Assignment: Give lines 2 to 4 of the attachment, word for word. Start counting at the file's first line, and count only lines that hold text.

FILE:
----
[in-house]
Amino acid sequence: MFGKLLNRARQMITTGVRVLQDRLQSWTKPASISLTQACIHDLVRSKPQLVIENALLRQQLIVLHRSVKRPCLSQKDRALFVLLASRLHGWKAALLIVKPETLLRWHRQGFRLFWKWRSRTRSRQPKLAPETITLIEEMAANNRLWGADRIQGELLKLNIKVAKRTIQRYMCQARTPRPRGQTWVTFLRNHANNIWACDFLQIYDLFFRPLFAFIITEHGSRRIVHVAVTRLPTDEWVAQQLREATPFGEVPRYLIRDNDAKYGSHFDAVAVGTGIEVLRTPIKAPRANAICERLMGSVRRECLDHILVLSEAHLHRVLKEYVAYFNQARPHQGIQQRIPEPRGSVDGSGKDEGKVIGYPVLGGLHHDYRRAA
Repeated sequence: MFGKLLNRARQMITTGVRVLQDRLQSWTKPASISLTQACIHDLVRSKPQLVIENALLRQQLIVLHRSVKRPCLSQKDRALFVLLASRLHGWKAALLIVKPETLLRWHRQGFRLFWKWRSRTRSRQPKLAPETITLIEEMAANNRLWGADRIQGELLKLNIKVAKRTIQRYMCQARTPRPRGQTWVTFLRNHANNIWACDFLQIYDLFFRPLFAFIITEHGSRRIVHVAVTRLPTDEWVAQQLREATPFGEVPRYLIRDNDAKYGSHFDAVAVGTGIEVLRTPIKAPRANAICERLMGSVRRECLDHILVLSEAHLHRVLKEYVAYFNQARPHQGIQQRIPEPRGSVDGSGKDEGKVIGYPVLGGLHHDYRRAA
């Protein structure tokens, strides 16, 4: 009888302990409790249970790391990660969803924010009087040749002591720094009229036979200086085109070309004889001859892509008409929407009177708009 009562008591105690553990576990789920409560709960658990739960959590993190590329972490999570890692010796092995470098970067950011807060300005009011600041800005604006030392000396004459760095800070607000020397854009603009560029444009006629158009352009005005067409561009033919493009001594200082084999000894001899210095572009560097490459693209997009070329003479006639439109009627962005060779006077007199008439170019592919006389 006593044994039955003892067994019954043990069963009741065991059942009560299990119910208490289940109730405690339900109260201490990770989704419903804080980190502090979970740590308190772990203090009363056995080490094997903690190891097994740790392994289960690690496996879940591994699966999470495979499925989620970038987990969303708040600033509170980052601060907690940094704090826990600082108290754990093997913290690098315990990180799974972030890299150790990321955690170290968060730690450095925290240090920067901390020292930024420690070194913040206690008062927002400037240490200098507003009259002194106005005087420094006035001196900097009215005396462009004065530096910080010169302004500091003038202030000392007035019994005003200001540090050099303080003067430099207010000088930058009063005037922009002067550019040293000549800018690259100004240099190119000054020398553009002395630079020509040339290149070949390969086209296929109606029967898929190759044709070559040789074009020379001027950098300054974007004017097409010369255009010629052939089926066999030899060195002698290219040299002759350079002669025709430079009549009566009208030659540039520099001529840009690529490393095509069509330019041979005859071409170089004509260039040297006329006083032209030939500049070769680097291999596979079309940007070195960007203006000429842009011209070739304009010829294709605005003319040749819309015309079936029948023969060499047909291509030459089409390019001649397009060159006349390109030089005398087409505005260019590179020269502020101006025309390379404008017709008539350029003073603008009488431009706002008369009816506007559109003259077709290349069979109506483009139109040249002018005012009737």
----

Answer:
Amino acid sequence: MFGKLLNRARQMITTGVRVLQDRLQSWTKPASISLTQACIHDLVRSKPQLVIENALLRQQLIVLHRSVKRPCLSQKDRALFVLLASRLHGWKAALLIVKPETLLRWHRQGFRLFWKWRSRTRSRQPKLAPETITLIEEMAANNRLWGADRIQGELLKLNIKVAKRTIQRYMCQARTPRPRGQTWVTFLRNHANNIWACDFLQIYDLFFRPLFAFIITEHGSRRIVHVAVTRLPTDEWVAQQLREATPFGEVPRYLIRDNDAKYGSHFDAVAVGTGIEVLRTPIKAPRANAICERLMGSVRRECLDHILVLSEAHLHRVLKEYVAYFNQARPHQGIQQRIPEPRGSVDGSGKDEGKVIGYPVLGGLHHDYRRAA
Repeated sequence: MFGKLLNRARQMITTGVRVLQDRLQSWTKPASISLTQACIHDLVRSKPQLVIENALLRQQLIVLHRSVKRPCLSQKDRALFVLLASRLHGWKAALLIVKPETLLRWHRQGFRLFWKWRSRTRSRQPKLAPETITLIEEMAANNRLWGADRIQGELLKLNIKVAKRTIQRYMCQARTPRPRGQTWVTFLRNHANNIWACDFLQIYDLFFRPLFAFIITEHGSRRIVHVAVTRLPTDEWVAQQLREATPFGEVPRYLIRDNDAKYGSHFDAVAVGTGIEVLRTPIKAPRANAICERLMGSVRRECLDHILVLSEAHLHRVLKEYVAYFNQARPHQGIQQRIPEPRGSVDGSGKDEGKVIGYPVLGGLHHDYRRAA
């Protein structure tokens, strides 16, 4: 009888302990409790249970790391990660969803924010009087040749002591720094009229036979200086085109070309004889001859892509008409929407009177708009 009562008591105690553990576990789920409560709960658990739960959590993190590329972490999570890692010796092995470098970067950011807060300005009011600041800005604006030392000396004459760095800070607000020397854009603009560029444009006629158009352009005005067409561009033919493009001594200082084999000894001899210095572009560097490459693209997009070329003479006639439109009627962005060779006077007199008439170019592919006389 006593044994039955003892067994019954043990069963009741065991059942009560299990119910208490289940109730405690339900109260201490990770989704419903804080980190502090979970740590308190772990203090009363056995080490094997903690190891097994740790392994289960690690496996879940591994699966999470495979499925989620970038987990969303708040600033509170980052601060907690940094704090826990600082108290754990093997913290690098315990990180799974972030890299150790990321955690170290968060730690450095925290240090920067901390020292930024420690070194913040206690008062927002400037240490200098507003009259002194106005005087420094006035001196900097009215005396462009004065530096910080010169302004500091003038202030000392007035019994005003200001540090050099303080003067430099207010000088930058009063005037922009002067550019040293000549800018690259100004240099190119000054020398553009002395630079020509040339290149070949390969086209296929109606029967898929190759044709070559040789074009020379001027950098300054974007004017097409010369255009010629052939089926066999030899060195002698290219040299002759350079002669025709430079009549009566009208030659540039520099001529840009690529490393095509069509330019041979005859071409170089004509260039040297006329006083032209030939500049070769680097291999596979079309940007070195960007203006000429842009011209070739304009010829294709605005003319040749819309015309079936029948023969060499047909291509030459089409390019001649397009060159006349390109030089005398087409505005260019590179020269502020101006025309390379404008017709008539350029003073603008009488431009706002008369009816506007559109003259077709290349069979109506483009139109040249002018005012009737």